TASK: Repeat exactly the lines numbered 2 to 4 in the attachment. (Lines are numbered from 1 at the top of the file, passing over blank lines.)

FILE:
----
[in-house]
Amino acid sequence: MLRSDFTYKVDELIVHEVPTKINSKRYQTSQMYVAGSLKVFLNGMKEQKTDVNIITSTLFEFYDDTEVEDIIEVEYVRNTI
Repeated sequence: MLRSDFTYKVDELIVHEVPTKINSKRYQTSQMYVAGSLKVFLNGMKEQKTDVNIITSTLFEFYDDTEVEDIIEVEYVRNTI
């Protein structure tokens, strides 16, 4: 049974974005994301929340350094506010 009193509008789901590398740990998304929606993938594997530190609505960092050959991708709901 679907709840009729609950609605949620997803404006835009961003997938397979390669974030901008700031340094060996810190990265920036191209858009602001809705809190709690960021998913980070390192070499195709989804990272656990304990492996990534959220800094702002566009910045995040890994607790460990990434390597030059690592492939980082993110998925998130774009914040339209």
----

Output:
Amino acid sequence: MLRSDFTYKVDELIVHEVPTKINSKRYQTSQMYVAGSLKVFLNGMKEQKTDVNIITSTLFEFYDDTEVEDIIEVEYVRNTI
Repeated sequence: MLRSDFTYKVDELIVHEVPTKINSKRYQTSQMYVAGSLKVFLNGMKEQKTDVNIITSTLFEFYDDTEVEDIIEVEYVRNTI
């Protein structure tokens, strides 16, 4: 049974974005994301929340350094506010 009193509008789901590398740990998304929606993938594997530190609505960092050959991708709901 679907709840009729609950609605949620997803404006835009961003997938397979390669974030901008700031340094060996810190990265920036191209858009602001809705809190709690960021998913980070390192070499195709989804990272656990304990492996990534959220800094702002566009910045995040890994607790460990990434390597030059690592492939980082993110998925998130774009914040339209």